The central character of the legend at the core of Freemasonry, Hiram Abiff appears in the Old Testament (I Kings 7:13–40) as a master brass-worker from Tyre commissioned by King Solomon to cast the brass furnishings for the Temple. In the legendary history of the medieval stoneworkers’ guilds that became Freemasonry, however, Hiram turned into the master builder in charge of the Temple’s construction. When the project was nearing completion, 15 of the journeymen laborers who worked on the Temple plotted to extort from him the Master’s Word, which would enable them to pass as Master Masons. Twelve of them repented, but three went ahead with the plot, lying in wait for him at noon at the three entrances of the unfinished temple. When Hiram refused each of them in turn, each struck him with a tool, and the third blow killed him. The three ruffians, as they are called in Masonic writings, hid the body in a heap of rubbish until midnight, then carried it elsewhere and buried it. Hiram’s death, the search for his body, and its recovery make up the core of the Master Mason degree in Masonry, while other events surrounding them appear in dozens of higher Masonic degrees, especially in the Ancient and Accepted Scottish Rite. See Ancient and Accepted Scottish Rite (AASR); Freemasonry.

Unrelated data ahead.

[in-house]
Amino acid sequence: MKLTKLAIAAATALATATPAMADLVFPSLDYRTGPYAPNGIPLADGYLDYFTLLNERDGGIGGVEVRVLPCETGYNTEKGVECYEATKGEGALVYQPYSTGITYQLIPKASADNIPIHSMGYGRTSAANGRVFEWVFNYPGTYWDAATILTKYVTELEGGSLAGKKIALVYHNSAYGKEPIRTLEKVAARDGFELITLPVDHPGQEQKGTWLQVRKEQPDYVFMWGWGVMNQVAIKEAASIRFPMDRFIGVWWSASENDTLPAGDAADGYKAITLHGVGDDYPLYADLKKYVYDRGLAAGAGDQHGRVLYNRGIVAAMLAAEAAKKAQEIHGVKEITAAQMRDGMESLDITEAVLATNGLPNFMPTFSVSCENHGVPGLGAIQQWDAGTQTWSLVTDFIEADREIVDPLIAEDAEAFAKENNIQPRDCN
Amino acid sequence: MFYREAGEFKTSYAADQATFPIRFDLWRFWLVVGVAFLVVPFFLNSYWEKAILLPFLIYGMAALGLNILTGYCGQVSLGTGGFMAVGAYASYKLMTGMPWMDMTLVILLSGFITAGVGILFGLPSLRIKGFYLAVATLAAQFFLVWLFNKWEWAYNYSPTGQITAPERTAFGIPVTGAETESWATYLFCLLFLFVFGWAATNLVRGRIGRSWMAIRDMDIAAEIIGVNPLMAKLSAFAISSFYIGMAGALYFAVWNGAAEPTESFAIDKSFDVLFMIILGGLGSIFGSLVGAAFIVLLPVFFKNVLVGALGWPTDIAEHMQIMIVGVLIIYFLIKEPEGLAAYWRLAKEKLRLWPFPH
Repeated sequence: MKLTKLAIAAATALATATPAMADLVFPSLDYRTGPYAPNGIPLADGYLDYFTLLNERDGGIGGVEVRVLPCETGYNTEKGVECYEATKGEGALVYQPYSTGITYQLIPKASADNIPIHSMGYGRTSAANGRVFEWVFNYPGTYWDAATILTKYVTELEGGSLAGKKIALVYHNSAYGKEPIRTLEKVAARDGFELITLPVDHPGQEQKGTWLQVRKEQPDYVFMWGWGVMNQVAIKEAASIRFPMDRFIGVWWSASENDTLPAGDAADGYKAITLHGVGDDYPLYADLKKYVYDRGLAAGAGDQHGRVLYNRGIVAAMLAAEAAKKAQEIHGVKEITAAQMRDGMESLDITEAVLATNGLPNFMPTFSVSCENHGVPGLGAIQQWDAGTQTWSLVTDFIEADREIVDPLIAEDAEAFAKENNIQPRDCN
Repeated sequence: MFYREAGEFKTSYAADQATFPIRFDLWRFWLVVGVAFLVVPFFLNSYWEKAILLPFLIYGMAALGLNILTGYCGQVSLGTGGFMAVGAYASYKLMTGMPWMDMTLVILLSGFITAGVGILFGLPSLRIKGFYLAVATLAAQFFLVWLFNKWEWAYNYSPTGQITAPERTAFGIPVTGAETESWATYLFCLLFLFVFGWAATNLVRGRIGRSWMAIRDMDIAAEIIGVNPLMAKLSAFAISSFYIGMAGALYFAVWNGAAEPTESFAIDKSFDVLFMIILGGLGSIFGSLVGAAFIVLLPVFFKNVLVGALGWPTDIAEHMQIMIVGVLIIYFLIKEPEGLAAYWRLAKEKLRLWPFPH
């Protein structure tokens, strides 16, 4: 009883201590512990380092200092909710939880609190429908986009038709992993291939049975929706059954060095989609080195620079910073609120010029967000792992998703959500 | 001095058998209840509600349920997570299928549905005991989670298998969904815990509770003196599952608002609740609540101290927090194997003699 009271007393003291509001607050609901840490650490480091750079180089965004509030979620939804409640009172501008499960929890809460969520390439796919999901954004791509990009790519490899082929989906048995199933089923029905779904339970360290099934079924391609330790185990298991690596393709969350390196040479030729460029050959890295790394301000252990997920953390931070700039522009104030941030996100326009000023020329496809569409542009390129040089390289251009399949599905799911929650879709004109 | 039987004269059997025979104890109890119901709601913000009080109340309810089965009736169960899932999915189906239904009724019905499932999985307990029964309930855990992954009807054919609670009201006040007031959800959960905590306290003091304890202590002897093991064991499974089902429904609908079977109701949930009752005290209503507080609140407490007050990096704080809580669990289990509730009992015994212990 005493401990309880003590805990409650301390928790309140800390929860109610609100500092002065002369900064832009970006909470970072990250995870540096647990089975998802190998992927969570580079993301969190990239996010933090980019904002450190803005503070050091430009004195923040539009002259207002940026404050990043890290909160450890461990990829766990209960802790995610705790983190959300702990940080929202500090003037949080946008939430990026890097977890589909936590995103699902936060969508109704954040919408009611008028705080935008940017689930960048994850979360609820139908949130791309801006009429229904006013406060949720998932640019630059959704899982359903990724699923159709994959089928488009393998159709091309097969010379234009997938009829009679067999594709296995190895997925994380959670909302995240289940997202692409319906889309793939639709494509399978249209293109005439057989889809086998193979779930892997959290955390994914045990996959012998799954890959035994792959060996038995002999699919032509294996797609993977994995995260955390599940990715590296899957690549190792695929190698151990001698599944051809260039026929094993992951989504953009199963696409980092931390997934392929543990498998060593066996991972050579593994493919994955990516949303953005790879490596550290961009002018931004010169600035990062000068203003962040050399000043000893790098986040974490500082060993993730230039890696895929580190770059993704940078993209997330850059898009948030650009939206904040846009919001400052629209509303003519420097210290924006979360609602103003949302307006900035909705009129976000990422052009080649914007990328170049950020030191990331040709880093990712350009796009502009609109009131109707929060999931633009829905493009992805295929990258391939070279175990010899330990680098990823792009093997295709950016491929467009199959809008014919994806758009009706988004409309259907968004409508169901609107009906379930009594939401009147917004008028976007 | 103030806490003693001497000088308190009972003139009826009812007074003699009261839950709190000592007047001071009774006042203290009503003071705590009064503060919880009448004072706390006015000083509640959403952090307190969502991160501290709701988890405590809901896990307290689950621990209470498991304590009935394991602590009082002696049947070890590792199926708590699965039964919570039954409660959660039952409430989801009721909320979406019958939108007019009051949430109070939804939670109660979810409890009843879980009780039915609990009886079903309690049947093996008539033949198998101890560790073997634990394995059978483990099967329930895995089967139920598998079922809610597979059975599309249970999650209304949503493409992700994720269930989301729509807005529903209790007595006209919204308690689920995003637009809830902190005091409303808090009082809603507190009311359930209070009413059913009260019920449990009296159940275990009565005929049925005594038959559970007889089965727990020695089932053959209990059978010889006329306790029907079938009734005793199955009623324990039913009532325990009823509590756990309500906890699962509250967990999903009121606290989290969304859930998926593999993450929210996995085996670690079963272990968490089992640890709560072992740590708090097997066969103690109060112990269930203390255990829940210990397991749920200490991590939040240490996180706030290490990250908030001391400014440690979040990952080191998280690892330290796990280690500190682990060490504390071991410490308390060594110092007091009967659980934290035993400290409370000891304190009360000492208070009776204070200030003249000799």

The story of Hiram Abiff can be interpreted in many ways, and most branches of Freemasonry have steadfastly refused to impose a single rigid meaning on it, preferring to allow each initiate to understand it in his own way. Books and articles over the last three centuries have suggested moral, mystical, historical, geometrical, sexual, and occult interpretations, among many others. In recent decades, though, popular books claiming to reveal the secrets of Masonry have focused almost exclusively on the historical dimension, insisting that “Hiram Abiff” is a cover name for a specific person whose life and death matched the events of the Masonic allegory.

This sort of euhemerist reading satisfies the modern craving for simplistic literal meanings, but quickly runs aground on the awkward fact that dozens of plausible candidates have been proposed for the role – ranging from Charles I of England to the minor Egyptian pharaoh Seqenenre II – and hundreds more could as readily be added. This flexibility points to the universal and archetypal dimension of the story of Hiram Abiff – a dimension too often wholly lost in interpretations fixated on the rigidities of historical fact. See Allegory; Euhemerism.


The Element Encyclopedia of Secret Societies : the ultimate a-z of ancient mysteries, lost civilizations and forgotten wisdom written by John Michael Greer – © John Michael Greer 2006